10 school trip ideas: geography trips

Date Posted: 15/05/2014

Ten Geography-themed trips engaging pupils with their environment.

The previous National Curriculum programmes of study for Geography at KS1-3 were disapplied in September 2013 and are no longer statutory.

This means that schools are free to develop their own curriculums for Geography that best meet the needs of their pupils, in preparation for the introduction of the new National Curriculum from this September.

These ten Geography-themed ideas for school trips highlight different aspects of the subject including weather, landscapes, nature and interaction between people and their environments.

1. Birdland Park

Opened in the Cotswold village of Bourton-on-the-Water in 1957, Birdland Park and Gardens was one of the UK’s first attractions of its kind.

The park recently opened Gloucestershire’s newest wildlife education centre, the interactive Discovery Zone with face-to-face animal encounters, and Marshmouth Nature Reserve, a 2.5 acre trail through marshland, ponds, meadow and copse with views over the River Windrush.

These provide schools with a unique resource that can be booked together or used separately to create a fun way of interacting with nature.

Pupils can go pond dipping in the reserve, watch wild birds from lookouts and see insects, bats and other species of wildlife in a natural setting.

The education team offers hands-on activities focused on a whole range of environment, wildlife and seasonal themes, and these can be tailored to match classroom topics.

2. Corris Mine Explorers

Pupils can discover how man has changed and utilised the landscape with a visit to this authentic, virtually untouched Welsh slate mine in Powys.

Original objects and mining equipment are still in place as the miners left them, including machinery, tools, candles and a rail track. Opened in 1836 and working until the early 1970s, schools can explore different parts of the Braich Goch mine to compare the contrasting types of early and late excavations.

They can also extend their studies of local geography with a visit to the village of Corris, which expanded with the growing success of Braich Goch and surrounding slate mines.

Houses were built for miners, the number of churches and chapels multiplied and a range of shops were opened to cater for the needs of the miners and their families in the early 1900s.

3. Creswell Crags

Pupils will be transported back thousands of years at Creswell Crags, near Worksop in Nottinghamshire. In this network of limestone caves and rocky crags they will experience one of the most northerly places on earth to have been visited by our prehistoric ancestors.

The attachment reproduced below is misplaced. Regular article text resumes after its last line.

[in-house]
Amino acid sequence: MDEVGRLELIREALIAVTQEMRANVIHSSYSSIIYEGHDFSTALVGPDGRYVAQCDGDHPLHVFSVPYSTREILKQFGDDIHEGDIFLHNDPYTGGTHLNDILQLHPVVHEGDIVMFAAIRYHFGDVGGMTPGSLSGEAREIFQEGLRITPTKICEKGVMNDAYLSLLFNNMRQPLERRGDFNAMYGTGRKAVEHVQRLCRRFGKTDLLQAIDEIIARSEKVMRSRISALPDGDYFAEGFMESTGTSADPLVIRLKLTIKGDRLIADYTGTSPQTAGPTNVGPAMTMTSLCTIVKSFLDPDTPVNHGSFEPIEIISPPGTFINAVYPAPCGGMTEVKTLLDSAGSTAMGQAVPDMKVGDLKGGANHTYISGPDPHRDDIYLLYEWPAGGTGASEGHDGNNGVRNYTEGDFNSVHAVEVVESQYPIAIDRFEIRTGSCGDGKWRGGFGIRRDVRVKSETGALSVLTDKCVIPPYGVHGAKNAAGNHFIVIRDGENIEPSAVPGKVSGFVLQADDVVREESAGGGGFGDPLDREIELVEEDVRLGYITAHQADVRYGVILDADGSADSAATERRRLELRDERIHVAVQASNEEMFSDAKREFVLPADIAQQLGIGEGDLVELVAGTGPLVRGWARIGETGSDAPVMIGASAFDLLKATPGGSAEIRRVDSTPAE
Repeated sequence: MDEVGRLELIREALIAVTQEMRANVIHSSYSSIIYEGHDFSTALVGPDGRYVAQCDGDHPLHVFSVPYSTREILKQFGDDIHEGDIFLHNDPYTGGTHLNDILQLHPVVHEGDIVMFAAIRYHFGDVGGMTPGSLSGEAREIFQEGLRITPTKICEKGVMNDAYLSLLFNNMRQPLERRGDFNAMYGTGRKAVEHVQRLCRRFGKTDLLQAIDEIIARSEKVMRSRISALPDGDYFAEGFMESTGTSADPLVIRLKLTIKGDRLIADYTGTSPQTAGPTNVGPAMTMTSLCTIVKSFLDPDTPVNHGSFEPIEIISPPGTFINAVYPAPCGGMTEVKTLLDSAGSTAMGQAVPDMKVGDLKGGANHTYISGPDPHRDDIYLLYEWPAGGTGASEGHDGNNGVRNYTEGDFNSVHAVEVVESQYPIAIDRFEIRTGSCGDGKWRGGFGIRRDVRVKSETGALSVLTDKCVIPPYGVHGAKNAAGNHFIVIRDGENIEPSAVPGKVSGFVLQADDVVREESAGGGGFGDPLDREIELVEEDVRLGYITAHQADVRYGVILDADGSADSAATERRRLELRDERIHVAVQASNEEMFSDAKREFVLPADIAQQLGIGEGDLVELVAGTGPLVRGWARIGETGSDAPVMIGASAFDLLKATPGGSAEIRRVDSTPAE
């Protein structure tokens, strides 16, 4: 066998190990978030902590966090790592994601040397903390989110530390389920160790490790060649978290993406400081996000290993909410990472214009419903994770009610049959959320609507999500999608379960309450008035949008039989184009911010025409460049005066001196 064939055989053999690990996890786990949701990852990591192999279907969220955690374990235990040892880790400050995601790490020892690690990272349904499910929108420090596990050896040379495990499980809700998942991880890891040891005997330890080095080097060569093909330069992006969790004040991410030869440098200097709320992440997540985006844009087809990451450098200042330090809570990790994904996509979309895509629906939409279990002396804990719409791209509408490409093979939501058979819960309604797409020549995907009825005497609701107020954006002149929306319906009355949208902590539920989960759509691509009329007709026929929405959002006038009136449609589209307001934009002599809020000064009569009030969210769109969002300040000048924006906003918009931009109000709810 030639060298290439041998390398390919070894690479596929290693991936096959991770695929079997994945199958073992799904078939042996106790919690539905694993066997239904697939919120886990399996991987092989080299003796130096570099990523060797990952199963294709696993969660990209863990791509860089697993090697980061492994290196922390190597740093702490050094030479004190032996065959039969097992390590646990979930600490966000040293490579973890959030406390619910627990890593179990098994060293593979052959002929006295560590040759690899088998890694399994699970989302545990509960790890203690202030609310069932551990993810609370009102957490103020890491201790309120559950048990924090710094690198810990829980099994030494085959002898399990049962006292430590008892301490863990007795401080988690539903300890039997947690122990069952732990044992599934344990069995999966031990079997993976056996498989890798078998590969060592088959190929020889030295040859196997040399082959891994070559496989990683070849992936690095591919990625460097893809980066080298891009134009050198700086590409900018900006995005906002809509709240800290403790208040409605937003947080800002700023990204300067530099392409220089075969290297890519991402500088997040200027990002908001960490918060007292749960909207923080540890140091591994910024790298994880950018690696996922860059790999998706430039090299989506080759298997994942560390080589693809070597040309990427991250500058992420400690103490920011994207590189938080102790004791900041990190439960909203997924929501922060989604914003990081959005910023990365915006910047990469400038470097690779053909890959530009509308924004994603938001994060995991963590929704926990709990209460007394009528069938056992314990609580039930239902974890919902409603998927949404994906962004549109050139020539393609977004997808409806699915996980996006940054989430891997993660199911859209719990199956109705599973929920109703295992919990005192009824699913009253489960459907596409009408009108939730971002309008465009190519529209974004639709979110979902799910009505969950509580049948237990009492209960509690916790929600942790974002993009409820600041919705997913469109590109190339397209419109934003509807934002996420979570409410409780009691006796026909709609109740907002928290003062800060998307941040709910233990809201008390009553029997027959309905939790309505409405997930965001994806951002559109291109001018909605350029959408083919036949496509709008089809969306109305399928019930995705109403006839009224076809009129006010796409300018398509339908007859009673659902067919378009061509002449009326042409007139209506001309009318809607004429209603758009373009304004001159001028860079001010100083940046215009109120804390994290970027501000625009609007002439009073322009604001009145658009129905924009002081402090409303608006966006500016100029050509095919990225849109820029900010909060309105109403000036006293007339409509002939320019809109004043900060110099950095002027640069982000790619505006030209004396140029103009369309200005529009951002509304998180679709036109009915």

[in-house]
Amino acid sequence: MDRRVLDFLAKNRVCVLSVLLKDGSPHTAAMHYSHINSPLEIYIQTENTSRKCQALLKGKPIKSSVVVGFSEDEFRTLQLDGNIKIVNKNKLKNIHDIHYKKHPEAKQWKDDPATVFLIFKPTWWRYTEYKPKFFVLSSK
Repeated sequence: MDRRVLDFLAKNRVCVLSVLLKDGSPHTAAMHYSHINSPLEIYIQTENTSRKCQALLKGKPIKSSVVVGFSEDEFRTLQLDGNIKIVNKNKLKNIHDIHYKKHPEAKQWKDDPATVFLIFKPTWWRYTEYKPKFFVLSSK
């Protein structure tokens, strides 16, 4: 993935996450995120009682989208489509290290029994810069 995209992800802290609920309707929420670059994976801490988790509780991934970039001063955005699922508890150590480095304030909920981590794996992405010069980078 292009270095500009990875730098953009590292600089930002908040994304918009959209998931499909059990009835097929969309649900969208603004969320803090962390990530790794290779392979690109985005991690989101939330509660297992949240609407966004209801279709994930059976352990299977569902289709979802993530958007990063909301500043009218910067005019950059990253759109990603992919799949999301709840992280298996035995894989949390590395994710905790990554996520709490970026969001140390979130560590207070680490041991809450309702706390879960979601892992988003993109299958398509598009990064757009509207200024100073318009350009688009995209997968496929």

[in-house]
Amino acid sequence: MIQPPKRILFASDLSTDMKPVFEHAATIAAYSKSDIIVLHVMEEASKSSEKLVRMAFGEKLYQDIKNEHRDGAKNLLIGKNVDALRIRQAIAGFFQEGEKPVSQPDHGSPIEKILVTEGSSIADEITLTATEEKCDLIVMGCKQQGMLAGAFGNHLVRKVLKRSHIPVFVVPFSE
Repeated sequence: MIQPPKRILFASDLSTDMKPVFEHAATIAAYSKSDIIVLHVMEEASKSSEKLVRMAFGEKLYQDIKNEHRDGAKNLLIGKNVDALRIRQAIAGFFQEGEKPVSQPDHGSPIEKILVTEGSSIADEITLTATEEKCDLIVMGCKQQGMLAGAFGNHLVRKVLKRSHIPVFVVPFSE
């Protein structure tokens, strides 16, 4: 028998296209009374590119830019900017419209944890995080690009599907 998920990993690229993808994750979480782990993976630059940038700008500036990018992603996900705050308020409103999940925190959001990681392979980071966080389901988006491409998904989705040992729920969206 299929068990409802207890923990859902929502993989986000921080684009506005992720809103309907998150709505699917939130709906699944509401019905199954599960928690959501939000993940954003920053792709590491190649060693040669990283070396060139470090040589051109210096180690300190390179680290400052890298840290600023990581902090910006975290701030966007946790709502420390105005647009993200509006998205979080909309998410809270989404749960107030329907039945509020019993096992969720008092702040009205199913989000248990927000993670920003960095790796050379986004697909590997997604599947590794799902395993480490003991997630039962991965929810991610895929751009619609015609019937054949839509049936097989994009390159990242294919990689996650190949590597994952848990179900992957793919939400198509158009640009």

Creswell Crags welcomes students of all ages and can design a visit to suit specific needs.

A good introduction to the site is the Ice Age Cave Tour where students visit the Robin Hood cave to learn about its past.

The tour can be complemented with a workshop, such as Creswell Rocks, where pupils look at how rocks have shaped the world around us and examine the properties of different rocks and how they are affected by elements such as water.

4. Heights of Abraham

Study Geography at different levels at the Heights of Abraham in Derbyshire. A visit will provide your pupils with a stimulating day out combined with extensive learning opportunities.

Get the day off to a flying start with an exhilarating journey on Britain’s first alpine-style cable car system that will take your pupils to the hilltop park with its fantastic views over the surrounding Peak District. Afterwards head down below for a tour through caverns that wind deep into the hillside.

It is said that the mining of this area began in Roman times, reaching its heyday in the 17th century. Guided tours allow pupils to retrace the footsteps of the miners and experience the network of naturally formed caverns and passageways dating back millions of years.

5. Jurassic Coast

Dinosaurs are always guaranteed to fire children’s imagination and they can walk in their footsteps on England’s first natural World Heritage site, the Jurassic Coast.

The 95-mile coastline stretching from Exmouth in Devon to Studland Bay, Dorset, has been carved over thousands of years by ice ages and changes in sea level.

The Big Jurassic Classroom educational programme offers a wealth of teacher resources to inspire pre and post-trip studies and the big day out itself. Exciting guided walk and fieldwork activities are available for different ages, including a workshop for primary pupils where they take home their own handmade fossils.